No Worries, My Will Gives Away My Genealogy Stuff

It’s easy to give orders to be carried out after your death. But there’s one fact that happens after you die:

You are dead and things are really out of your control.

Simple, but true. When you are dead, you are dead. You won’t be around to make certain your heirs, executors, etc. do things exactly as you want. I know you can leave a will, but there are some realities of wills, executors, heirs, judges, and how they can interact with a stack of papers that have no monetary value.

Occasionally I hear people say “I’m going to have it in my will that my genealogy papers are to go to my local genealogical society (or some other group).” I took care of it. That was easy.

The old farm toys in the basement may have more value than your genealogical papers.

Fine.

Questions:

  • How organized are your papers? Is that group going to want several boxes (or more) of materials that are not really organized?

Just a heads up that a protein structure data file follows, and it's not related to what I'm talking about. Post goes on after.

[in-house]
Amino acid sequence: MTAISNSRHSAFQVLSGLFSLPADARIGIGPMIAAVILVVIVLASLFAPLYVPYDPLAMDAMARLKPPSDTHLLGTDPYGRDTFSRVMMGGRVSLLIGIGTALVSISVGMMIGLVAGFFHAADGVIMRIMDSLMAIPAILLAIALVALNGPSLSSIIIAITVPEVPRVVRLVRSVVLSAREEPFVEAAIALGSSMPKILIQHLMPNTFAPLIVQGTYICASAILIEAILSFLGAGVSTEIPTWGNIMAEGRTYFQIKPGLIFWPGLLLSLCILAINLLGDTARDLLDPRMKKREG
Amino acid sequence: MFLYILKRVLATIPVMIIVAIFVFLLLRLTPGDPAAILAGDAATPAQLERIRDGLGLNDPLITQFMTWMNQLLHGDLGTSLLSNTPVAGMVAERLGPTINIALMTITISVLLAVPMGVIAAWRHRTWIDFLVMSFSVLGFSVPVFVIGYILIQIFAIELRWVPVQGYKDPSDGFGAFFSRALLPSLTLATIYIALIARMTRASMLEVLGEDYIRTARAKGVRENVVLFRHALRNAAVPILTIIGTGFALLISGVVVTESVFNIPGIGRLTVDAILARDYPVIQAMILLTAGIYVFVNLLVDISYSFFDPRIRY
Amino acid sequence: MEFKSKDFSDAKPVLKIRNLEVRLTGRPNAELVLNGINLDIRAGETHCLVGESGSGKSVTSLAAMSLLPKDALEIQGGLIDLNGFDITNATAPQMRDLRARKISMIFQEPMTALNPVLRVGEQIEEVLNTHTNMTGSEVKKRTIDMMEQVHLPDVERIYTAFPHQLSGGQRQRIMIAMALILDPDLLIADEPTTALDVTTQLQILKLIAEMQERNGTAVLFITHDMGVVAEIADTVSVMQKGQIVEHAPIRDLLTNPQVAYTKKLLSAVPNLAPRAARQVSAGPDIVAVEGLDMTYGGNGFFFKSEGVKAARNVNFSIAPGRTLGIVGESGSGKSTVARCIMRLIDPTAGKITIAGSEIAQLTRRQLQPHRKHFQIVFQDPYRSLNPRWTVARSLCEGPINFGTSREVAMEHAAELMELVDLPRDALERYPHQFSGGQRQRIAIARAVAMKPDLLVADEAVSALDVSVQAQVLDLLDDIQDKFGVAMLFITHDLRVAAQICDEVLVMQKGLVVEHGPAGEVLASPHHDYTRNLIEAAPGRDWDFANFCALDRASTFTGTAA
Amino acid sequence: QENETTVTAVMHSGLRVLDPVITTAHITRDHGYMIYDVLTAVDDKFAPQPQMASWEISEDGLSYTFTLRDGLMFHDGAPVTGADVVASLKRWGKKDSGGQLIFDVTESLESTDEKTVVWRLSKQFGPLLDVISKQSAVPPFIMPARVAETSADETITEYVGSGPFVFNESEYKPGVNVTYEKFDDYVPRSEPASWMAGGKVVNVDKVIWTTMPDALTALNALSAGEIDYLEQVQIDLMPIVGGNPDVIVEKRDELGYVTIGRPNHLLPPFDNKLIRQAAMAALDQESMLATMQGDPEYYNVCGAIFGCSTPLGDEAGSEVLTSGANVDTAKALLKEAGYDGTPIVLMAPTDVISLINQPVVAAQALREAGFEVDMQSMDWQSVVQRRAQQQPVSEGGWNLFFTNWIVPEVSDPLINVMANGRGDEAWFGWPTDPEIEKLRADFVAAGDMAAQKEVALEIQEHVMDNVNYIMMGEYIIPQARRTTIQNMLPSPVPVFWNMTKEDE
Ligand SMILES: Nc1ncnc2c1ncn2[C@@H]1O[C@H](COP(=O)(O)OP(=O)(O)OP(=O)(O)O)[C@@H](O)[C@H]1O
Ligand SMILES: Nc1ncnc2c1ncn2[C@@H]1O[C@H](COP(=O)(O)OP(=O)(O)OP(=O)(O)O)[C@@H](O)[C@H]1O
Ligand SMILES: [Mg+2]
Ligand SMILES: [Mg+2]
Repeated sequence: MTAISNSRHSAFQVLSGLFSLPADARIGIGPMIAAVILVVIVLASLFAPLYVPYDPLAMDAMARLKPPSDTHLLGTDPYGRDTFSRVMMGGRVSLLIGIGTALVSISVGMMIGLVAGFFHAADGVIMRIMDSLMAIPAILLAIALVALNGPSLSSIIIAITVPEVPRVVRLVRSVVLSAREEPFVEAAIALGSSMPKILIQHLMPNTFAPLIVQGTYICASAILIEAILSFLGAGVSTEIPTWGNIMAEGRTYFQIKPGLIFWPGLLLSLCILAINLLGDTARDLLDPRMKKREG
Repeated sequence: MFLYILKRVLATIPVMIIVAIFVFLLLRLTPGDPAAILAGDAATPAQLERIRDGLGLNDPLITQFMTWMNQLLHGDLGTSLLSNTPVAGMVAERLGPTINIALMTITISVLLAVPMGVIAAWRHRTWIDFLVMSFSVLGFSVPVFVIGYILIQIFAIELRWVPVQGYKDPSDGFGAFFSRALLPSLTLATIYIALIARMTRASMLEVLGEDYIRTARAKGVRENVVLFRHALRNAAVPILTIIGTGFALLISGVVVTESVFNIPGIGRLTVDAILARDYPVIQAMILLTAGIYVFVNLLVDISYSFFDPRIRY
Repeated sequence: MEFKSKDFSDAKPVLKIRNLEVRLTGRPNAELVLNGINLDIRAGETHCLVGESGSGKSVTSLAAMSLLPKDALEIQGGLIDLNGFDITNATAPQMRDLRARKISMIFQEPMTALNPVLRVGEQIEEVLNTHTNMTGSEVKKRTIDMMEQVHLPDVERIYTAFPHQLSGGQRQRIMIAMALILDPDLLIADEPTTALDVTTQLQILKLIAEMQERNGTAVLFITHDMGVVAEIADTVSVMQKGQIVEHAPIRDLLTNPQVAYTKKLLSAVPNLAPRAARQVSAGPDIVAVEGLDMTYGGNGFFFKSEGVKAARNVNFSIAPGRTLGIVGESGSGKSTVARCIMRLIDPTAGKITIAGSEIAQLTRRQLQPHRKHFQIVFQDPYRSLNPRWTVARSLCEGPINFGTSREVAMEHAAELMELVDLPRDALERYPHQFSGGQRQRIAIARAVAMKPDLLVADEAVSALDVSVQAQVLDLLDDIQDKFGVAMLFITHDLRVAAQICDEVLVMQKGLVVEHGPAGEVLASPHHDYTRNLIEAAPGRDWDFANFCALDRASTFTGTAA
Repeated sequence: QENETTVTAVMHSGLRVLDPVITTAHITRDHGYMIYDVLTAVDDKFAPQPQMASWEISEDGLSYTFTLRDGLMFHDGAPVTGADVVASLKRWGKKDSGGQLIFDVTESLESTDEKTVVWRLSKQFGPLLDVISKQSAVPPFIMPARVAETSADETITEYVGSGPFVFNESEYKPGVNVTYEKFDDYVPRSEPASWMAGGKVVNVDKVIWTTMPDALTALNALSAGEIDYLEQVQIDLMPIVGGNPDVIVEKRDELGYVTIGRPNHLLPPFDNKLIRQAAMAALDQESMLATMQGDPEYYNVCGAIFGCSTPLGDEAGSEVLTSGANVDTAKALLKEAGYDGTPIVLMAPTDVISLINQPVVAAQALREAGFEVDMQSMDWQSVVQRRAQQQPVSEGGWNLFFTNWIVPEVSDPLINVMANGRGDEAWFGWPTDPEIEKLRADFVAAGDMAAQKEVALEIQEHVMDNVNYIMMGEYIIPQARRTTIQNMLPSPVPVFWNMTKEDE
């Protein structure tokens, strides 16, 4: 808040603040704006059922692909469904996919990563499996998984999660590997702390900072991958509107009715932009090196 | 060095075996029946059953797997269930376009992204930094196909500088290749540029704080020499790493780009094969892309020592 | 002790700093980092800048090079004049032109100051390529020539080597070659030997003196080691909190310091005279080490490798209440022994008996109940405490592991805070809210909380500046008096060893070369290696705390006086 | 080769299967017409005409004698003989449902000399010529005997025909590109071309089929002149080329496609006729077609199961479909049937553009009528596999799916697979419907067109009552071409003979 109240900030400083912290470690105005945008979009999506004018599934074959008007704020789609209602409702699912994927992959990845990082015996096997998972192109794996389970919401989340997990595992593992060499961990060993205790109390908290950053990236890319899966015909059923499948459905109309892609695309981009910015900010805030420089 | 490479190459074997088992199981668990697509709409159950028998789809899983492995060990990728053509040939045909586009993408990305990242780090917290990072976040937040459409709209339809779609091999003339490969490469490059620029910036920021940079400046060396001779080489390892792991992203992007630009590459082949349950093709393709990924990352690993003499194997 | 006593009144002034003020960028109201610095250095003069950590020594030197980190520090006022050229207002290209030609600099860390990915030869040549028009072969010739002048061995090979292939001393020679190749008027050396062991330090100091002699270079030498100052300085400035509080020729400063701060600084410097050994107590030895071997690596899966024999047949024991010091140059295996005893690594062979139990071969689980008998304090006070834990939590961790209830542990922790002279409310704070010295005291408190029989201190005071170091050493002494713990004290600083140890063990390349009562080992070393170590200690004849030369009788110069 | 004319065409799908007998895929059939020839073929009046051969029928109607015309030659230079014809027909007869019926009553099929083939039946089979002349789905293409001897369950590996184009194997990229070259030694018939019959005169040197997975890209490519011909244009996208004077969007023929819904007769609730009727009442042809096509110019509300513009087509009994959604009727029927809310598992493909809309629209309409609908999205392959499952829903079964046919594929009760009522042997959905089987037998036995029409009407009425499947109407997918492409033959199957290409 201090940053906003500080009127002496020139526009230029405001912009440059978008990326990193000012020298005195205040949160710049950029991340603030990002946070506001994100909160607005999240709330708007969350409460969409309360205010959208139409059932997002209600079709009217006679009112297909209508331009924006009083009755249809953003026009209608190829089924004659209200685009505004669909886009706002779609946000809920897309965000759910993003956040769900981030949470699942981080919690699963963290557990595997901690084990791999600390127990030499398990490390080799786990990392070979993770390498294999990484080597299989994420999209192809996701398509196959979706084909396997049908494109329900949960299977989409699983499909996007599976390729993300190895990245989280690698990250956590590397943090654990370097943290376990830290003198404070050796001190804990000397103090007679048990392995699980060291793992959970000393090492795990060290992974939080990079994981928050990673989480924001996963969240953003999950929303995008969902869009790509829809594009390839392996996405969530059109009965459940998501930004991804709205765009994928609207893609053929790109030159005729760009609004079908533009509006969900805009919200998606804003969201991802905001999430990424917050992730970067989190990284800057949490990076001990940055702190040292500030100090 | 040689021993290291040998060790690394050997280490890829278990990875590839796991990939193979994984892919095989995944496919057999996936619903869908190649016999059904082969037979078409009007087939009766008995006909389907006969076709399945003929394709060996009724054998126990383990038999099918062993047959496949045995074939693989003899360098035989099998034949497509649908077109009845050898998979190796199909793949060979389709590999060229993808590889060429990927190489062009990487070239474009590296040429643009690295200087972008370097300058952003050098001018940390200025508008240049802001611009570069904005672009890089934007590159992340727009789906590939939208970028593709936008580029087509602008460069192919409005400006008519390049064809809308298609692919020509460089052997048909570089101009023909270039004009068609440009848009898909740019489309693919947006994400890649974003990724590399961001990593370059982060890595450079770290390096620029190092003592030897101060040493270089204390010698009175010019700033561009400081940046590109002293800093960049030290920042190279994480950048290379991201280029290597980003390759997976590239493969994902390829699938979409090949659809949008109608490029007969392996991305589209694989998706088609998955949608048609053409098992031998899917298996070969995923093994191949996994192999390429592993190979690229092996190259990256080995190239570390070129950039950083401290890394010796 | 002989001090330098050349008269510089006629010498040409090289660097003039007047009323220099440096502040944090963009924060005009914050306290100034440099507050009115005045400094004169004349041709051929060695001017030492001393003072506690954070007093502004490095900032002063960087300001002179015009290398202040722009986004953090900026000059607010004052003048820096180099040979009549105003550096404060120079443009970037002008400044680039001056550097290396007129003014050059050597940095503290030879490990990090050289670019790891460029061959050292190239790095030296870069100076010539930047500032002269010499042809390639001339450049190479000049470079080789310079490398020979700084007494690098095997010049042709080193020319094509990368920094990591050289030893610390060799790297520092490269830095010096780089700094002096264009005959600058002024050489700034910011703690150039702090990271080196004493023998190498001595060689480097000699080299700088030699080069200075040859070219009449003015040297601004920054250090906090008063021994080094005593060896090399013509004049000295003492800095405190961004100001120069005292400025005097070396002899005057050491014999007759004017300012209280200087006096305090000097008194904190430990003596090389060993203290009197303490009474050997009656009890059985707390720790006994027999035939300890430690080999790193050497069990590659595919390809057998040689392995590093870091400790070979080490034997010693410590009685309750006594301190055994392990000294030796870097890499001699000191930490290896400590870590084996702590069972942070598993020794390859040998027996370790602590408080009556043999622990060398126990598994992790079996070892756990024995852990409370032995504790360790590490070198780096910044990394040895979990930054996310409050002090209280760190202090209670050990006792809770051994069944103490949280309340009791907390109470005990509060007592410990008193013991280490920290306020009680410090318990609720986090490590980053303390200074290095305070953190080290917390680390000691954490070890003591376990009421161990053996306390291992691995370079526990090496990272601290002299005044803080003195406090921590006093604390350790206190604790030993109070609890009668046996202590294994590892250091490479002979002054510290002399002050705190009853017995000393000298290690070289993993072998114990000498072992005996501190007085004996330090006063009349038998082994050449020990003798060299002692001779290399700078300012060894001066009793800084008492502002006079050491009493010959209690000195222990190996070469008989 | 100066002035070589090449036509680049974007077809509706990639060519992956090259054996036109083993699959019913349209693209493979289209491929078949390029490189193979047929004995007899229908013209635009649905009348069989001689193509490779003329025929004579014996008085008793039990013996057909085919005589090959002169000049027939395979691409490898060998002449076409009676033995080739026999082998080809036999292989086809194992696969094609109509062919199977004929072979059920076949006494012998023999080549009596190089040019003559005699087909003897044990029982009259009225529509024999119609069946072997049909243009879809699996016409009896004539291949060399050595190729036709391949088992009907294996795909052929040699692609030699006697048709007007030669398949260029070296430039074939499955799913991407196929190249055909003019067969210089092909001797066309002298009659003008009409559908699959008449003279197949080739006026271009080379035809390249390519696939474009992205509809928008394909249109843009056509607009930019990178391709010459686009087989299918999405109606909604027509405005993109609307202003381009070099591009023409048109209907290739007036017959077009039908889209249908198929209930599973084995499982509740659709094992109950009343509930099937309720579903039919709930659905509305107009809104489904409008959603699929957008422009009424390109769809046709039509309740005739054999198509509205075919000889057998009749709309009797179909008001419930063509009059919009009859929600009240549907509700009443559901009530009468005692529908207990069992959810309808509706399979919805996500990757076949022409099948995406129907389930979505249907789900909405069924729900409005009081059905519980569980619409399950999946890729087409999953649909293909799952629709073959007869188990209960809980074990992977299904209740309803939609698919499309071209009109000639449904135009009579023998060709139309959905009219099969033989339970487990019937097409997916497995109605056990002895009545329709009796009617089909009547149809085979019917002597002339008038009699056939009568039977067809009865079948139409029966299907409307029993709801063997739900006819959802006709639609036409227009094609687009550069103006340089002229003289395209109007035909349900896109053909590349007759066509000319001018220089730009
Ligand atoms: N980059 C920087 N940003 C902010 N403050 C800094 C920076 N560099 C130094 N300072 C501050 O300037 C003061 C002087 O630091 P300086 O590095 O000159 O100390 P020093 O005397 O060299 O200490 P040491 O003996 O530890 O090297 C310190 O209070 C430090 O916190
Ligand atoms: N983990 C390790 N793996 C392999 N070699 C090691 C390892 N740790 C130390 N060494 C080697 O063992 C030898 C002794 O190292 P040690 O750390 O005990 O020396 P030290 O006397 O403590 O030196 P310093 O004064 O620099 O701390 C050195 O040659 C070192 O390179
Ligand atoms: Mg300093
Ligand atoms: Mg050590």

• Is that group going to want all your material including that which has nothing to do with their local area of interest?
  • Is the judge, executor, and others involved in the settlement of your estate really going to be overly concerned about what’s done with your boxes of papers? Ask yourself this question honestly. Have you been intimately involved in the settlement of an estate to see how things sometimes work? You may value your papers a great deal, but others might not.
  • Things that have a measurable financial value tend to get prioritized in an estate settlement. Unfortunately genealogical papers don’t usually have financial value.
  • Photocopies of documents and books that are readily preserved elsewhere are not high priority items for any historical agency or archives. They prefer things that are unique or not already available elsewhere.
  • Will the society where your papers are going be in existence in five years, twenty years?
  • In addition to giving an organization a bunch of material they will have to pay to maintain, have you given any donation or financial compensation to this organization? Preservation costs money. They may not be able to afford to maintain your “gift.”
  • Have you asked the group if they want your stuff? Any organization is well within their rights to refuse your offer. You won’t be around to figure out a workaround because you are dead and your heirs may not care.

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